It’s a difficult task to qualify what makes a great album a great one. Over time, it becomes increasingly hard to separate why those older, iconic albums were important in the past from why they’re still relevant in the present. They’ve become so ingrained in history and their relation to that particular context that it leaves us in a biased place when we try to talk about them. I know what that album “did,” which makes it harder to see what that album “does” on its own, independent of the past, which can either hurt an album or help push it into the annals of history.
This is precisely the reason why an album like Badfinger’s 1971 work “Straight Up” becomes forgotten. It was written off by critics as another Beatles clone. It has simply become dismissed to time, even though it’s an incredibly solid and well-put together album. And it’s the same reason why the Rolling Stones’ 1972 album “Exile on Main Street” is so highly regarded, when it’s actually probably one of their weaker works. “Exile” is a great collection of songs, but it’s helped largely by the fact that it came out in the heart of the Rolling Stones’ golden age of albums. It came out in 1972, when the gritty rock sound was really hitting its stride.
“Exile” is a solid effort, but it doesn’t flow well as an album, which might sound incredibly nit-picky, but is perhaps the best way to judge an album. Personal taste aside, does this work as an “album?” Do all the parts come together and the album simply equal that sum total? Or somehow, from all of those pieces being put in all the right places, does it end up equaling something far greater than the mere sum? It is here in this second category where we find the truly transcendent albums. Here, where we find U2’s 1991 magnum opus, “Achtung Baby.”
The album equals far more than a collection of different songs. Together, they create an emotional odyssey, through the heart of rock music and into its sad and contemplative underbelly, from the opening licks on “Zoo Station,” with their iconic industrial sound, through the interlocking guitars on “Even Better than the Real Thing,” with Bono’s crooning hovering over all, straight into the sorrowful acoustics of “One.”
There is a natural flow to the album. We’re taken from the dream of rock ‘n’ roll, where Bono tells us, “We’re free to fly the crimson sky, the sun won’t melt our wings tonight” on “Even Better than the Real Thing,” into “One,” where uncertainty sets in. The introduction of the acoustic guitars echoes the sadness as Bono cries out, “We’re one, but we’re not the same. Well we hurt each other, then we do it again.”
But the greatness of “Achtung Baby” is not only in its embodiment of being a great “album,” in the truest sense of the word, but also in its shocking creativity. U2 was coming off of “Joshua Tree” in 1987 and then “Rattle and Hum” in 1988. They were heading increasingly down a roots-rock sort of road, complete with harmonica solos and opening keyboards by Bob Dylan (“Hawkmoon 269” off “Rattle and Hum”). Then three years passed and no one knew what U2 was planning, though logic would have dictated something in that same vein of reconfigured folk-rock.
But instead they released “Achtung Baby” — an aggressive, electronic and at times, even industrial album. It celebrated rock-star excesses on a song like “The Fly,” as a way of sarcastically and satirically condemning it. They even embarked on the Zoo TV tour as a giant parody of rock superstardom, with Bono donning sunglasses and all-leather garb and calling himself “The Fly,” all of which may get lost in our musical present, where U2 seems almost identifiable by the effects-laden guitar work by The Edge and larger-than-life personas.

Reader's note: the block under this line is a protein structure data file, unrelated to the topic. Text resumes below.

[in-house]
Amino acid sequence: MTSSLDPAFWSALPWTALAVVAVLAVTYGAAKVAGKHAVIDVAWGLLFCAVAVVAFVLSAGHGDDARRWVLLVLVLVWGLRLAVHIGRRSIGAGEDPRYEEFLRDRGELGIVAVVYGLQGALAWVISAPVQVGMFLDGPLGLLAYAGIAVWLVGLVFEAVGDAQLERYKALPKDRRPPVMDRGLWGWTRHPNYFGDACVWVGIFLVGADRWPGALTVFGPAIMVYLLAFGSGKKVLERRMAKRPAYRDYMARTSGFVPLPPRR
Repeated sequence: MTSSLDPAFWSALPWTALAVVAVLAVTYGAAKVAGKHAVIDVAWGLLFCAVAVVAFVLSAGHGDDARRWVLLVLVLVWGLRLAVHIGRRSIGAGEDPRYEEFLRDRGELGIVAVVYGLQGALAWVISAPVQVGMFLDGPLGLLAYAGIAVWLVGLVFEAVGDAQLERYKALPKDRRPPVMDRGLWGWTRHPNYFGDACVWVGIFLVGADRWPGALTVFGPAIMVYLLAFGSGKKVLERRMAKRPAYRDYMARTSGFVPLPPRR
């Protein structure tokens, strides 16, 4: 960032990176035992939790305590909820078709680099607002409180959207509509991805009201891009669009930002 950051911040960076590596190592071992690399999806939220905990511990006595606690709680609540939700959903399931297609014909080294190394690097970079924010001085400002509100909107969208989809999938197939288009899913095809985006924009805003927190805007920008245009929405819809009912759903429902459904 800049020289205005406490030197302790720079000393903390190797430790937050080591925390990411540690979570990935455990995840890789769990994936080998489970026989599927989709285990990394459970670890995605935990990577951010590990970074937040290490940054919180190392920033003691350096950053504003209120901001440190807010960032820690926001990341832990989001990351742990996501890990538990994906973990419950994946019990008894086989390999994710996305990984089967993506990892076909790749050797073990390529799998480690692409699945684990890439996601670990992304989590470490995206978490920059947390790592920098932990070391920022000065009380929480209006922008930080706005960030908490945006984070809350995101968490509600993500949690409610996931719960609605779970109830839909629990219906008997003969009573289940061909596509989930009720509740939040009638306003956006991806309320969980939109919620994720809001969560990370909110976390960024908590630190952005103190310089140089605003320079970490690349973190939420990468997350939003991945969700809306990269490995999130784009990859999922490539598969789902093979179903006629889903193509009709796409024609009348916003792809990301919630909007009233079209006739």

But not in 1991. Then, it was unheard of, and entirely unexpected. It’s almost unfathomable to think of something like that happening today in music — an artist completely changing genres of music and going in the direction contradicting everything they’ve done previously. And most importantly, succeeding at it.
This new 20th anniversary edition of the album is absolutely spectacular. I usually don’t care when an album is remastered. It always just sounds the same as the earlier versions — maybe slightly better quality, if one really strains to listen.
But this “Achtung Baby” re-issue is fairly astounding. It has a newfound power in this remastered version, with the beauty of all the instruments able to shine even more clearly than before. And the Deluxe Edition comes with an entire second disc of B-sides, outtakes and alternate versions of various tracks, which is a fascinating listen. There are some great songs on there, and to hear different versions of time-tested favorites is always an intriguing experience.
“Achtung Baby” has been here for 20 years now, influencing and reaching out to people, myself included. It was there when I entered the vast unknown of freshman year and managed to capture my anxieties and my hopes. It was there to connect to when I started dating my girlfriend. And it was there when we broke up.
That’s the beauty of “Achtung Baby.” There is so much power, both lyrically and musically, in every single song. And to be able to shift and reflect whatever our desires may be at a certain time, to be able to transcend any particular moment, both in one’s personal history as well as the album’s own historical context, is indicative of only the best albums of all. “Achtung Baby” is truly one of the best, and with this new remastered edition, it will continue to be for many years to come.
Title: “Achtung Baby”
Remastered release date: Oct. 31